We have to revive the old gurukula system of India where the guru is a father/mother figure and the sisya is the son/daughter and in such a situation only one can give security a feeling of belonging to the students and by sharing their happiness and sorrows the teacher becomes part of his/her training programme and of life.

Only by creating such an atmosphere, we can make a happy place to live in and study and work. The happiness (ananda) or bliss is always associated with sat, cit (truth and energy of intelligence). Happy environment is the best for intellectual and physical work. Each and every faculty member should be able to understand this and create such an atmosphere in the college campus and each and every student should be able to respond to it by their natural instinct. For this the gurukula should have good and happy teachers, as well as intelligent and free individuals leading a dutiful and pure domestic life.

Health, according to definition of WHO, is not merely the lack of disease. The mental, spiritual and intellectual health also has to be taken into consideration. A multidisciplinary approach including Ayurveda, yoga, classical music, Indian philosophy of life if implemented in universities and in medical institutions and selected villages, giving all the benefits of existence to the public in all their spheres of development and therapy through a musical medium designated Ragacikitsa is a vision to achieve this result in the long run. The Gestalt Field Theory of Educational Psychology defines human beings as dynamic systems within dynamic systems growing by the environment in the field in which they live, and stimulate growth in the field of their existence.

 

Contents

 

  Acknowledgements vii
  Preface ix
  Key to Transliteration xxi
Ch. 1. Margi Sangita in Upanisadic Times 1
Section 1. Music and musical terms in 12 major Upanisads  
Section 2. Svara, surya, svrati, suvarna  
Section 3. Rsabha, rsi, rk  
Section 4. Ananda, Rasa, bhava, stobha  
Section 5. Yoga and Ayurveda in Upanisads related to protomusic  
Section 6. Linguistic and graphic representations of numbers and notations  
Section 7. Reference to musical instruments in India  
Section 8. Sama  
Section 9. Madhunadi  
Ch. 2 Emotion, Aesthetics, Bioenergy Fields 130
  A brief introduction of the archetypal/historical/living singer effect in the Indian psyche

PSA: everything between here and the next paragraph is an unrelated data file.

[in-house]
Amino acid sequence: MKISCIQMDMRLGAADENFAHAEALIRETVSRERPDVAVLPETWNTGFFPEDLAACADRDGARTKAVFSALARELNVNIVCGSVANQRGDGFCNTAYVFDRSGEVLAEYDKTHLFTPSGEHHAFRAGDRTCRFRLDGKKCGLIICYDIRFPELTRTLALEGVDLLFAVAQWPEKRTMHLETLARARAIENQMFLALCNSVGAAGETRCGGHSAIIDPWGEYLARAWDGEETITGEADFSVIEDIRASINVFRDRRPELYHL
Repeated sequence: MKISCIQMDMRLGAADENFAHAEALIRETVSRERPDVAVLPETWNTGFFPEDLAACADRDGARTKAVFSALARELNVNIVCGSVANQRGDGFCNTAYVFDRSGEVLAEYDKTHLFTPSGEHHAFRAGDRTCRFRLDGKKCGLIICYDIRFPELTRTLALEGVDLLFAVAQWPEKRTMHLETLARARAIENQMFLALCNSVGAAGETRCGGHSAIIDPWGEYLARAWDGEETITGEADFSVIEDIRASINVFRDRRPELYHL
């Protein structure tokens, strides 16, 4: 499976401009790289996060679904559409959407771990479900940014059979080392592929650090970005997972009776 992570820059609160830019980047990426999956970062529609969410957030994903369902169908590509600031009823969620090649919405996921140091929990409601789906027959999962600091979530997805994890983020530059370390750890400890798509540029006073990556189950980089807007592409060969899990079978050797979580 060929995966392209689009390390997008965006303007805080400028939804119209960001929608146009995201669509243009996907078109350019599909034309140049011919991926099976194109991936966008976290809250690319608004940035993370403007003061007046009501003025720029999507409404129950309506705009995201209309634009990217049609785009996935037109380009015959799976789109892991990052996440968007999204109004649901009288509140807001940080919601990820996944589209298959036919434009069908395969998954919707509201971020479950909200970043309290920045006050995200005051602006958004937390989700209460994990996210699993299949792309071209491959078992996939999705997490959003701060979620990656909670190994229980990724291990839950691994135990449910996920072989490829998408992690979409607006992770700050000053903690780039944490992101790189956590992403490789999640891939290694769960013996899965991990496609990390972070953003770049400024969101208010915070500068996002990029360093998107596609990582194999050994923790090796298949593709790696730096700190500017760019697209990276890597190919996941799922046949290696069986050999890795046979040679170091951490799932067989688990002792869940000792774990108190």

Section 1. Melakartaragas of Saint Tyagaraja  
Section 2. Geodesic of music  
Section 3. The secret seven and famous five, the phi of Tripurasundari, the Goddess of music and of nature  
Section 4. Classical aesthetics-definitions  
Ch. 3 Indian Aesthetics: The Personal and Impersonal 217
Section 1 Attractive voice and good tonal quality  
Section 2 What is Rasa?  
Ch. 4 Conclusion 240
  Index 255

 

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Ragacikitsa (Music Therapy)

Item Code:
IDC363
Cover:
Paperback
Edition:
2008
ISBN:
9788189973704
Language:
English
Size:
8.5” X 5.5”
Pages:
284 (10 B/W Illustrations)
Other Details:
Weight of the Book: 370 gms
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$25.00   Shipping Free
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Back of the Book

This book deals with the philosophical, historical, descriptive and experimental aspects of music therapy. Taking a close look at the eastern and the western perceptions of music therapy, it views the Margitradition of music and its origin in the Veda.

 

Further explaining the archetypal, historical and living singer effect, with special focus on Rama, Krishna, Tyagaraja, Meera, Yesudas and Subbalaxmi, its discusses at length the origins of the desi (local) tradition of India with Matanga’s Brihaddesi. Also, it presents an inter-disciplinary comparative study of both modern and ancient concepts of astronomy, Yoga, psychology, medicine, music, philosophy and cultural heritage.

Dr. Suvarna Nalapat, an MD in pathology, has a vast experience of 32 years of teaching undergraduate and postgraduate classes. She was Professor and Head of Department of Pathology at Amrita Institute of Medical Sciences and Research Centre, Kochi; Consultant Histopathologist at Endocrinology and Immunology Laboratory, Kochi; and Associate Professor of Pathology at Kerala Government Medical College, Calicut.

Besides a large number of research papers published in national and international journals of repute, Dr. Nalapat has to her credit many acclaimed books including Amrita Jyoti: Comparative Study of Religions, A Rediscovery of India through the panchasidhantika of Varahamihira, Mudra: A Literary Criticism of Ujjainy. Also, she has participated in many a seminars and conferences and delivered lectures on Music therapy.

 

About the Author

Dr. Suvarna Nalapat, an MD in pathology, has a vast experience of 32 years of teaching undergraduate and postgraduate classes. She was Professor and Head of Department of Pathology at Amrita Institute of Medical Sciences and Research Centre, Kochi; Consultant Histopathologist at Endocrinology and Immunology Laboratory, Kochi; and Associate Professor of Pathology at Kerala Government Medical College, Calicut.

Besides a large number of research papers published in national and international journals of repute, Dr. Nalapat has to her credit many acclaimed books including amrita Jyoti: Comparative Study of Religions, A Rediscovery of India through the Panchasidhantika of Varahamihira, Mudra: A Literary Padmasindhu, Sudhasindhu, Brahmasindhu, Paatheyam, and Without a Stumble: A Book on the Spirituality of Music. Also, she has participated in many a seminars and conferences and delivered lectures on Music therapy.